Residents who live in close proximity to Santa Monica Airport (SMO) have been concerned about possible negative health impacts from operations at the airport for years. On February 22 an environmental workshop was held to review three studies that looked at air pollutants that were generated by aircraft operations at the airport.
Dr. Arnold Den, Senior Toxicologist, from the U.S. Environmental Protection Agency, discussed the results of their study of lead concentrations around the airport. He stressed that all piston-engine aircraft use leaded aviation gasoline. The EPA collected air samples in 2008 and then created a model to predict lead air concentrations for every day in 2008 at SMO. Their model predicted air lead concentrations on airport property above the National Ambient Air Quality Standard of 150ng/m3. The summer months were predicted to have the highest average air lead concentrations.
The EPA also sampled soil and dust samples on airport property, in local parks, and at­ local residences. The results showed no elevated lead levels on airport property or in local parks. However, two homes out of the five sampled had elevated lead levels but the EPA was unsure if all of the lead levels were due to aviation sources.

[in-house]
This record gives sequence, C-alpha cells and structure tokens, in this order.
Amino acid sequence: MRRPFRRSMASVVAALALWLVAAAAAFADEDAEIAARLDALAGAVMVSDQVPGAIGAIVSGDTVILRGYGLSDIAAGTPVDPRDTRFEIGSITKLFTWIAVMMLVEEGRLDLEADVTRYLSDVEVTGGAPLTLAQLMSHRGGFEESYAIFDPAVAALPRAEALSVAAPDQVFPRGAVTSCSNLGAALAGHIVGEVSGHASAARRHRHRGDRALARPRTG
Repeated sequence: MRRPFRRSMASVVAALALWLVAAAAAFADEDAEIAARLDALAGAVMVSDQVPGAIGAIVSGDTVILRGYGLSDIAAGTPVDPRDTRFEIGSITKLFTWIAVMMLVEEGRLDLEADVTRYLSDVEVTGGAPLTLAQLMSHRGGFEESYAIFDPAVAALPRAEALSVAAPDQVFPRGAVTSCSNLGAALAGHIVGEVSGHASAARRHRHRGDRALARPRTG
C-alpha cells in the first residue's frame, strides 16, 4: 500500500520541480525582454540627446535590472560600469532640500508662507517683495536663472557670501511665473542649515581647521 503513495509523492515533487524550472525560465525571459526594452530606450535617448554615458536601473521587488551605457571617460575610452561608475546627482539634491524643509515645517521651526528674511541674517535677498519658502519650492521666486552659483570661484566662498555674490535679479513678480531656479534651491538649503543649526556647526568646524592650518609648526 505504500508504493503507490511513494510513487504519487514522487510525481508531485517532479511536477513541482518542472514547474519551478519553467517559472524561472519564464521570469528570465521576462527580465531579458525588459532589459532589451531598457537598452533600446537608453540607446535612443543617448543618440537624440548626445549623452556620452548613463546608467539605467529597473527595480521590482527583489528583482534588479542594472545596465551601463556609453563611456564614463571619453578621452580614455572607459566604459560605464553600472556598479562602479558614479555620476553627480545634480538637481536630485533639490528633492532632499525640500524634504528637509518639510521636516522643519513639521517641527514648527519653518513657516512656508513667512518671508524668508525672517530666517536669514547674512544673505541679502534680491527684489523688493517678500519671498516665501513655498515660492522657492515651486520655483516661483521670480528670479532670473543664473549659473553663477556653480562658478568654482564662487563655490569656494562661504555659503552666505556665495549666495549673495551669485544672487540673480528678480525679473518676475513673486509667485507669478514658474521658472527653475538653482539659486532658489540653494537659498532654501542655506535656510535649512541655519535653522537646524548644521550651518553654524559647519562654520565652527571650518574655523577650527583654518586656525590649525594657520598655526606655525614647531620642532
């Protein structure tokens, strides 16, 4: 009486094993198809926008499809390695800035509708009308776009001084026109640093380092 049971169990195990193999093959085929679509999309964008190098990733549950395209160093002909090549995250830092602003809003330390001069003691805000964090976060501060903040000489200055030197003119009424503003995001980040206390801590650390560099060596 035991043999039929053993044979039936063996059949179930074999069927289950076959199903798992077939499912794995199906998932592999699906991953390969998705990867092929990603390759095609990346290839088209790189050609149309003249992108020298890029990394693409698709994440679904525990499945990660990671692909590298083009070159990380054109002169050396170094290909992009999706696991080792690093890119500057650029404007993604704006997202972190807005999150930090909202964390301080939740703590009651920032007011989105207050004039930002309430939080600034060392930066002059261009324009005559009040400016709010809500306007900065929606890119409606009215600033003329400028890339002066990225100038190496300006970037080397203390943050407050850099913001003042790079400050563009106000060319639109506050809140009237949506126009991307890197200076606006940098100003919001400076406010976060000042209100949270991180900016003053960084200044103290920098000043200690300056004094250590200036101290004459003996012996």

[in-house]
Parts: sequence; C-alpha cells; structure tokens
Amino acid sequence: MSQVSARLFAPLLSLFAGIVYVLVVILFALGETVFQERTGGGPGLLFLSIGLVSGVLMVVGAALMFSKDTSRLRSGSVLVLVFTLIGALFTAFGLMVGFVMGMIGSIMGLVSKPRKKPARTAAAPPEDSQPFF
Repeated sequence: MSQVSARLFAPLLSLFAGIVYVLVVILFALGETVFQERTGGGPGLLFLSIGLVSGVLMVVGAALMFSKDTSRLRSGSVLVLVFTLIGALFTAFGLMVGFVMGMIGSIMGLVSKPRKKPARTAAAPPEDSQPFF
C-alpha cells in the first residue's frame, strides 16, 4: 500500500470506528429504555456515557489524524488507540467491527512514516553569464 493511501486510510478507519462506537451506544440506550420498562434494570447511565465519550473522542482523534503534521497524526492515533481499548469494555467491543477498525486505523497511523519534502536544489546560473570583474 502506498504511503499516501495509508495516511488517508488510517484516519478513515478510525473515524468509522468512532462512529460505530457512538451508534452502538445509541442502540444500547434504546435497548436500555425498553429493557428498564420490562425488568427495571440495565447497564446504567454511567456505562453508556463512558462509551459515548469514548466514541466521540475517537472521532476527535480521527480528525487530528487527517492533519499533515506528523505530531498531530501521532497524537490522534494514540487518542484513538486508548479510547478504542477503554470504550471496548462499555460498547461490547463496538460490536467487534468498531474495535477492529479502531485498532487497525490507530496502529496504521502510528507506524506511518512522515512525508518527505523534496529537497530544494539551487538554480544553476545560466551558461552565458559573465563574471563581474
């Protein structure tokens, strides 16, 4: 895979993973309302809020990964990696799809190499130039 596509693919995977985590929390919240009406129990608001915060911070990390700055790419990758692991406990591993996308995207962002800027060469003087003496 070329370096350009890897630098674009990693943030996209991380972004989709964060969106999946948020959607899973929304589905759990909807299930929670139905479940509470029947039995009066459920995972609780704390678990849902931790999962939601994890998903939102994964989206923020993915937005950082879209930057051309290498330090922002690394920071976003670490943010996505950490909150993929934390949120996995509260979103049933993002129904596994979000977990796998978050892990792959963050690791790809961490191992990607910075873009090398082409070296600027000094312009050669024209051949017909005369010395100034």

Den also mentioned that the results of study would be used to “develop a national modeling approach to quantify how emissions from piston-engine aircraft affect ambient lead levels on a local scale.”
A South Coast Air Quality Management District (SCAQMD) study found that the most significant air quality related impacts from aircraft operations were on the levels of ultrafine particles (UFPs), lead, and Volatile Organic Compounds (VOCs). SCAQMD’s Dr. Phil Fine noted that the study showed “aircraft idling near the runway before departure and during take-off were found to generate large numbers of UFPs over short periods.” Lead levels were also found to be elevated at sites near the runway. In addition, VOCs levels were found to be elevated substantially in samples collected near the blast-fence when jet-propelled planes were idling close to the runway. Samples for these studies were taken at SMO in 2006 and 2007.
Fine hopes future studies can correlate UFP levels with aircraft type and aircraft operations.
UCLA Professor Susanne Paulson explained that UFPs could have a negative impact on health because they “deposit in human airways.” After penetrating into the lungs they transfer through cell membranes to the circulatory system. This could be a possible mechanism that increases a person’s chance of having a heart attack or stroke. She also pointed out that there are currently no existing standards to regulate UFPs levels.
Paulson’s study involved making measurements of UFPs at various sites around SMO for four days in 2008. Her results show that all aircraft operations generate UFPs.
Mirror Contributing Writer[email protected]